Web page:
Fundamental Articles by William Wallace

  • Fundamental Articles

    William Wallace

    As presented in Epicureanism (1880)

    1. “The blessed and incorruptible has no toil or trouble of its own, and causes none to others. It is not subject either to anger or favour.” (110)

    2. “Death is nothing to us. That into which dissolution brings us has no feeling or consciousness, and what has no consciousness is nothing to us. (110)

    3. Undocumented by Wallace

    4. Undocumented by Wallace

    5. “It is impossible to live pleasantly without living wisely,and well, and justly, and it is impossible to live wisely and well, and justly, without living pleasantly.” (155)

    6. Undocumented by Wallace

    7. “It was not because sovereignty and dominion were intrinsically good that men sought for fame and glory in society, but in order to fence themselves round from their men.” (158)

    8. “No pleasure is evil in itself, but the objects productive of certain pleasures may lead to annoyances many times greater than the pleasure.” (150)

    9. Undocumented by Wallace

    10. Undocumented by Wallace

    11. Undocumented by Wallace

    12. Undocumented by Wallace

    13. Undocumented by Wallace

    14. When safety on the side of man has been tolerably secured, it is by quiet and by withdrawing from the multitude that the most complete tranquility is to be found.” (163)

    15. “Riches, according to nature, are of limited extent, and can easily be procured; but the wealth craved after by vain fancies knows neither end nor limit.” (146)

    16. Undocumented by Wallace

    17. Undocumented by Wallace

    18. “When once the pain arising from deficiency has been removed,the pleasure in the flesh admits of no further augmentation, but only of variation: and similarly the limit of the pleasure of the mind is reached, when the causes of our principal mental fears have been removed.” (144)

    19. Undocumented by Wallace

    20. “[T]he flesh takes the limits of pleasure to be endless,and an endless time would be needed to provide it; but the mind, having learned the limit and the end of the flesh, and having cast away fears about the distant future, has made for us life perfect and adequate, and we no longer need infinite time. And yet it has not been an exile from pleasure,and when the time comes to depart from life, it closes with no sense of having fallen short of felicity .” (149)

    21. “He who has understood the limits of life, knows how easy to get is all that takes away the pain of want, and all that is required to make our life perfect at every point. In this way he has no need of anything which implies a contest.” (146-147)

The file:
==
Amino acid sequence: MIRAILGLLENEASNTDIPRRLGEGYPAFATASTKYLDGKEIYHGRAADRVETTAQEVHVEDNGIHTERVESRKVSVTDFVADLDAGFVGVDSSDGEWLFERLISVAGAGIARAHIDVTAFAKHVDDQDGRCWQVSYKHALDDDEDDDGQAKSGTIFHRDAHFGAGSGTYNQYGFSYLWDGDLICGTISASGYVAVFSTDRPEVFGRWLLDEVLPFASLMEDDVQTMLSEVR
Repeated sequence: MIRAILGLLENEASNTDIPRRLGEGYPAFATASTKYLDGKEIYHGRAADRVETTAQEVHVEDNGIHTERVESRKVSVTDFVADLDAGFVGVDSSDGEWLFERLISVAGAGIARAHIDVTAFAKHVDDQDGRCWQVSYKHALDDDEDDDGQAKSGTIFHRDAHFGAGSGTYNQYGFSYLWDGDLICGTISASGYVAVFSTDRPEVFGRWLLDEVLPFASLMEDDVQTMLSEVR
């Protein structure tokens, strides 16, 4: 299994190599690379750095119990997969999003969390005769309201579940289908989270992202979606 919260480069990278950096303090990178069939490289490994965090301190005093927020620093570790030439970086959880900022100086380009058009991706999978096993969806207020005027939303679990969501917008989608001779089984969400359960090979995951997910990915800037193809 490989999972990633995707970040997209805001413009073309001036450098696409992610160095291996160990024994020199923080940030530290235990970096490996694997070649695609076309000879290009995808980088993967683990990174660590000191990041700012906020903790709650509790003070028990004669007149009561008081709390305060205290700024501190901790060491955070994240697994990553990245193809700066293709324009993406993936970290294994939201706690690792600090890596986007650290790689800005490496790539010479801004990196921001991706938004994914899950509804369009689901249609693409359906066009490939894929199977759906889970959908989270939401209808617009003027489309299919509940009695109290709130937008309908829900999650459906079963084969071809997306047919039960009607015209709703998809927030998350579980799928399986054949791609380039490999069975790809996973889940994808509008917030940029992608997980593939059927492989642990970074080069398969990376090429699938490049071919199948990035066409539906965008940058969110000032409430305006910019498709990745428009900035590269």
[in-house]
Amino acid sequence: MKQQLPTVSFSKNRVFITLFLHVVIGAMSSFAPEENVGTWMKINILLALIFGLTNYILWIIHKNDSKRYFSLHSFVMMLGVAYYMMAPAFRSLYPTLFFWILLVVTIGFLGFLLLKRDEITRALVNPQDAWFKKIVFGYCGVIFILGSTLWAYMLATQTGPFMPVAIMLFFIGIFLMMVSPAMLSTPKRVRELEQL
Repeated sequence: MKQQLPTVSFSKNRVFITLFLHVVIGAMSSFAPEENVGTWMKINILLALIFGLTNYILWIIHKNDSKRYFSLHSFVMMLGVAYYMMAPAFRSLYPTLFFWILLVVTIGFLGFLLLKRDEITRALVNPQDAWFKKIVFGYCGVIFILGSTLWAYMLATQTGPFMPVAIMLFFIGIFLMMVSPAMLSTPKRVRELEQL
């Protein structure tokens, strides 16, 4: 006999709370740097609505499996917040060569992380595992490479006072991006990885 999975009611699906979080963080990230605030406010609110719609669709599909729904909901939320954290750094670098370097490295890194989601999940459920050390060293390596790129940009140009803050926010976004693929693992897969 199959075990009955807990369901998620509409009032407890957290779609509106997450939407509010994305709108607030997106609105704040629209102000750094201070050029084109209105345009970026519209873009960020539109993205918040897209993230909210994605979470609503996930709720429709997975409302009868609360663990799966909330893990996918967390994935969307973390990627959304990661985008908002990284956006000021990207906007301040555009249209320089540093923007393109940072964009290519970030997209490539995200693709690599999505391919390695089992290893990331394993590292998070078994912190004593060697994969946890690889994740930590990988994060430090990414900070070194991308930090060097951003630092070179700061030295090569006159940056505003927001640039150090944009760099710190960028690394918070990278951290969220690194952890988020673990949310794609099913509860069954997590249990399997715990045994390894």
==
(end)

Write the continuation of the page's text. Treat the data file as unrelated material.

22. Undocumented by Wallace

    23. Undocumented by Wallace

    24. Undocumented by Wallace

    25. Undocumented by Wallace

    26. Undocumented by Wallace

    27. Undocumented by Wallace

    28. Undocumented by Wallace

    29. Undocumented by Wallace

    30. Undocumented by Wallace

    31. “Natural Justice is a contract of expedience, so as to prevent on man doing harm to another.” (162)

    32. “Those animals which were incapable of forming an agreement to end that they neither might injure nor be injured are without either justice or injustice. Similarly, those tribes which could not or would not form a covenant to the same end are in a like predicament.” (162)

    33. “There is no such thing as an intrinsic or abstract justice” (162)

    34.“Injustice is not in itself a bad thing: but only in the fear arising from anxiety on the part of the wrong-doer that he will not always escape punishment.” (162)

    35. Undocumented by Wallace

    36. Undocumented by Wallace

    37. Undocumented by Wallace

    38. Undocumented by Wallace

    39. Undocumented by Wallace

    40. Undocumented by Wallace

  • Thank you. What is this Nate?

    These are translations of the Kuriai Doxai taken from William Wallace's book Epicureanism (1880). Like De Witt, he cites a number of them based on his personal translations from available sources, but in no particular order. He usually refers to the Doxai as "the Articles", but also uses "catechism" as a synonym (which I found to be really interesting).

  • Ok Matt's comment was in the back of my mind. It's more fun here to talk than just go to Wikipedia. So this IS or IS not that same person that Matt refers to? I have a feeling the dates don't quite match up :)

  • Ah - this from Don's link is probably helpful in understanding Wallace's perspective. If this is true that he was an Idealist, Wallace can't have ultimately been very interested in interpreting Epicurus sympathetically:


    Wallace had wide intellectual sympathies and found matter of agreement with philosophers of different schools; but all, in his hands, led towards a central idealism. His work consisted in pointing out the various avenues of approach to the temple of idealism, rather than in unveiling its mysteries.

    (my underlining added)

    Just in case that page goes away here's a clip: